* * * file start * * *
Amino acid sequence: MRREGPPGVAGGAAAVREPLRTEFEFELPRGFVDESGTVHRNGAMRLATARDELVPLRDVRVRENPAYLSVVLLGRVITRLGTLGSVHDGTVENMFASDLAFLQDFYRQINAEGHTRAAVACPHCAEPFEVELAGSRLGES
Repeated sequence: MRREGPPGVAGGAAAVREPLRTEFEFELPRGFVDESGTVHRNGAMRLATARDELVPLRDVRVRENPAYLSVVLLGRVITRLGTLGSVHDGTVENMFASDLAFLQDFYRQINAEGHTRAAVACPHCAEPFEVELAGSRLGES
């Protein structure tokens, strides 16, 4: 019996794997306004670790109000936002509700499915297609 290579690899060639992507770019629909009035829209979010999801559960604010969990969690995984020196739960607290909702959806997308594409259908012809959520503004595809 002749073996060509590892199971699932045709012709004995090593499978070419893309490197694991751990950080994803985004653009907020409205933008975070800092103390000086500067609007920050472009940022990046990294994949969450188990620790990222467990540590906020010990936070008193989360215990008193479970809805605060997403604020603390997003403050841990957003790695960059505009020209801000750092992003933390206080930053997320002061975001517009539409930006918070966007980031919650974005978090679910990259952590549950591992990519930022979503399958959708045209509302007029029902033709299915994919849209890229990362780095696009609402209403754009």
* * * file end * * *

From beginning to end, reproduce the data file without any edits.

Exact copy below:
Amino acid sequence: MRREGPPGVAGGAAAVREPLRTEFEFELPRGFVDESGTVHRNGAMRLATARDELVPLRDVRVRENPAYLSVVLLGRVITRLGTLGSVHDGTVENMFASDLAFLQDFYRQINAEGHTRAAVACPHCAEPFEVELAGSRLGES
Repeated sequence: MRREGPPGVAGGAAAVREPLRTEFEFELPRGFVDESGTVHRNGAMRLATARDELVPLRDVRVRENPAYLSVVLLGRVITRLGTLGSVHDGTVENMFASDLAFLQDFYRQINAEGHTRAAVACPHCAEPFEVELAGSRLGES
């Protein structure tokens, strides 16, 4: 019996794997306004670790109000936002509700499915297609 290579690899060639992507770019629909009035829209979010999801559960604010969990969690995984020196739960607290909702959806997308594409259908012809959520503004595809 002749073996060509590892199971699932045709012709004995090593499978070419893309490197694991751990950080994803985004653009907020409205933008975070800092103390000086500067609007920050472009940022990046990294994949969450188990620790990222467990540590906020010990936070008193989360215990008193479970809805605060997403604020603390997003403050841990957003790695960059505009020209801000750092992003933390206080930053997320002061975001517009539409930006918070966007980031919650974005978090679910990259952590549950591992990519930022979503399958959708045209509302007029029902033709299915994919849209890229990362780095696009609402209403754009």